There are two kinds of data collection used on NetApp Filers: SNMP and the NetApp API. For comprehensive monitoring, both must be configured.
This article will take you through setting up monitoring on the following:
Non Cluster Mode (7-mode)
- In OnTap 8 and later, you must explicitly enable HTTP access for the API: options httpd.admin.enable on
- Using GD Collectors 22.0 or 21.0 requires TLS to be enabled (command line "options tls.enable on") to monitor 7-Mode Netapps
Enabling NetApp API access:
It is recommended that you create a new NetApp account with the privileges detailed below.
To create a new user called logicmonitor with only API access, on your NetApp filers perform these operations:
(Note: to create a role with the current minimum API rights required, substitute this command for the command above, or use useradmin role modify if the role already exists:
This grants read only API access sufficient for the current NetApp datasources, but may not be sufficient for future datasources that may use different API calls.)
You would then specify these properties in LogicMonitor:
By default, LogicMonitor will access the NetApp API over port 443, using HTTPS. To change the port that LogicMonitor will connect to the API on, set the property netapp.api.sslport to the appropriate port.
Note: Older LogicMonitor accounts may default to accessing the NetApp API over HTTP on port 80. If you are experiencing this behavior, set netapp.ssl to "true" at the root folder of the devices tree.
If you wish to access the API using HTTP, instead of SSL:
- Set the netapp.ssl property (globally, per group, or for a host) to "false" to disable SSL access.
- netapp.api.port will default to 80. If you wish to connect via HTTP to another port, set this property appropriately.
Enabling NetApp SNMP access:
Perform these operations from the netapp CLI:
Note: if you have changed the default settings of options trusted.hosts or options snmp.access, ensure that the IP address of the collector for the filer is added to those options. You can check your SNMP settings by simply entering snmp at the command line:
Enabling NetApp SNMP Access:
SSH to a cluster management address. To display the current SNMP configuration:
To create a new SNMP community:
Confirm SNMP configuration:
Enabling NetApp API Access:
To create an API user with the example name of logicmonitor in the context of the cluster:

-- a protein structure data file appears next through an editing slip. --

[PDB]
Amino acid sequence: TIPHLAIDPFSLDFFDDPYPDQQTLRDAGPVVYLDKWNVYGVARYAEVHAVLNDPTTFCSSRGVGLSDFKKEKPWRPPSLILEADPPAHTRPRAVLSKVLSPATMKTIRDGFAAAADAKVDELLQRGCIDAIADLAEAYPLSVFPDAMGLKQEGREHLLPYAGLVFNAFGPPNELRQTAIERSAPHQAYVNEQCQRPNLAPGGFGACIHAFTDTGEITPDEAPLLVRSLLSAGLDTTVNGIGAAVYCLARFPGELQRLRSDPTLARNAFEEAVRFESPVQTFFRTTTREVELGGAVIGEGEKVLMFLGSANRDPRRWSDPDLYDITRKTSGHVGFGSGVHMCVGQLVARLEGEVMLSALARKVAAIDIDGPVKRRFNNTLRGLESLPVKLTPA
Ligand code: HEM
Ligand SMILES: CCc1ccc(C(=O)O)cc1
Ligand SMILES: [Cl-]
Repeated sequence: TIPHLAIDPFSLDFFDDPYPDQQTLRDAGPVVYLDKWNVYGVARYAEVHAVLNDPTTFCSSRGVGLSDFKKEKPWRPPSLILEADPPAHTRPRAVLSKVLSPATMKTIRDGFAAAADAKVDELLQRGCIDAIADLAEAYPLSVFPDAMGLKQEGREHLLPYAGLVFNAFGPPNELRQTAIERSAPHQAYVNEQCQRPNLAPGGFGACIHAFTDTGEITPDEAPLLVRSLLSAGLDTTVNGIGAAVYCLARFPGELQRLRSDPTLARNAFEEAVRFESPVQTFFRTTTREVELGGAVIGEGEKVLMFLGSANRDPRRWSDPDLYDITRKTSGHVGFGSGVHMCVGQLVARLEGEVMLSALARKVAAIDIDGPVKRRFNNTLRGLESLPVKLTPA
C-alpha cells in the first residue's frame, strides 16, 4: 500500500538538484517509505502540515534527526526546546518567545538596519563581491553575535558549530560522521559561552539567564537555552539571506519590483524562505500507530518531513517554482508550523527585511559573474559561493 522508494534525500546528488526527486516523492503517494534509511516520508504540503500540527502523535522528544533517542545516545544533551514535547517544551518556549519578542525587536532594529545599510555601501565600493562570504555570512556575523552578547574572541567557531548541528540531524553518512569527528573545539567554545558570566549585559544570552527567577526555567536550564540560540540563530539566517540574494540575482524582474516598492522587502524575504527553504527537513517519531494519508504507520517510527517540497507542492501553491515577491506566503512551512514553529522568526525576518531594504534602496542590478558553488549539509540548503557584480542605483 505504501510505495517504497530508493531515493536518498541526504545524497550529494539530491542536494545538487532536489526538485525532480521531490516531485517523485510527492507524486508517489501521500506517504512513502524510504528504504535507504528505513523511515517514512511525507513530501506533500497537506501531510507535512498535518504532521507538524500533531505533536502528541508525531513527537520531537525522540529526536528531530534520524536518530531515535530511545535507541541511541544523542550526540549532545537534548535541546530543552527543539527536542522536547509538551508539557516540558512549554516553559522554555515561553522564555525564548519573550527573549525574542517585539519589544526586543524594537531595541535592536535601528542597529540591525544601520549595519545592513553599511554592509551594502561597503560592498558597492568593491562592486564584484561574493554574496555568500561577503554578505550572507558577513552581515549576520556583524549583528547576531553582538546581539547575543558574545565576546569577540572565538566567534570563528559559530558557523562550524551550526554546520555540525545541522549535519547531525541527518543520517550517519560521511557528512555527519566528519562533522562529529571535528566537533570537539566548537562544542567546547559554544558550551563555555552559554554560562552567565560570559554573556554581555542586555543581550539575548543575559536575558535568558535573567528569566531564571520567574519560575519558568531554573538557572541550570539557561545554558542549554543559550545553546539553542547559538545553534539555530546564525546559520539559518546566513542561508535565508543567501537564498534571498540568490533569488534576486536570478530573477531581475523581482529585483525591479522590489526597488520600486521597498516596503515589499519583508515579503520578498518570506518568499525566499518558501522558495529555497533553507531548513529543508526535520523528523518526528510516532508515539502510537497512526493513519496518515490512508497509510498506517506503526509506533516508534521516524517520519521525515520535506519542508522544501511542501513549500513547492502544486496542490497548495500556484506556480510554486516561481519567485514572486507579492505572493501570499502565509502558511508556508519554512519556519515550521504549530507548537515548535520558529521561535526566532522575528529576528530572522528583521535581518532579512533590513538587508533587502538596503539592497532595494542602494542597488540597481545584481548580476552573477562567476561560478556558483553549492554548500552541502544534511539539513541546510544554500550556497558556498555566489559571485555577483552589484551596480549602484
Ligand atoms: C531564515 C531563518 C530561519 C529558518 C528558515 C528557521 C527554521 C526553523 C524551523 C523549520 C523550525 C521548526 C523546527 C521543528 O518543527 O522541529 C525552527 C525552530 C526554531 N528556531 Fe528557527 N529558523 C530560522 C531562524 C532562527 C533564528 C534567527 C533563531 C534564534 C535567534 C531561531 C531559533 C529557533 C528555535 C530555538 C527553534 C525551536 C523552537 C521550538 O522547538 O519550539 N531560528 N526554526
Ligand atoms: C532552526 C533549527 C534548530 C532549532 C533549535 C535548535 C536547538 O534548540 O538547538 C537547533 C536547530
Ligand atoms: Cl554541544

You should define the snmp.community, netapp.user, and netapp.pass properties for the host to allow access.
Cluster Mode SVMs (vFiler)
In order to get complete monitoring of, and be able delegate access to, Storage Virtual Machines on NetApp Cluster mode, it is necessary to add the SVMs as separate devices, and enable both SNMP and API access on the SVM itself. The steps required to do so are:
- add an SNMP community for the SVM
- ensure SNMP is allowed by the firewall configuration of the interface of the SVM: determine the interface used by the SVM; the firewall policy, and amend if needed
- enable API access by allowing API access through the SVM firewall, and creating an API user.
In the following example, we will enable access on the images server.
To enable SNMP
First, we can check the current SNMP configuration:
Add SNMP community for the SVM (server) images:
Confirm SNMP configuration:
You can determine the firewall policy used by the interface for a vserver with the following command:
You can then determine if the policy for the server in question (images, using the data policy in our case) allows snmp:
As the data policy does not allow SNMP, we could either amend the firewall policy, or create a new one. In this case, we will create a new firewall policy:
We can now assign new policy to the interface used by the vserver images (lif1):
To enable API access the SVM, we must allow HTTP/HTTPS access through the firewall policy used by the SVM's interfaces. These commands add HTTP and HTTPS access to the new firewall policy we created above, that is already applied to the interface for the vserver images.
Now we just need to create an API user in the context of this vserver:
You can now add the SVM as a host to LogicMonitor. You should define the snmp.community, netapp.user, and netapp.pass properties for the host to allow access.
SSH Messages in NetApp Syslog
After enabling LogicMonitor to monitor a NetApp, usually the NetApp will start logging messages similar to:
This is due to the fact that LogicMonitor checks the responsiveness of ssh on the NetApp, but does not complete an actual log in. The messages are harmless, but you can disable LogicMonitor's checking of ssh on the device if you wish to not generate the messages. (Of course, this will also prevent alerting if ssh fails to respond on the device.)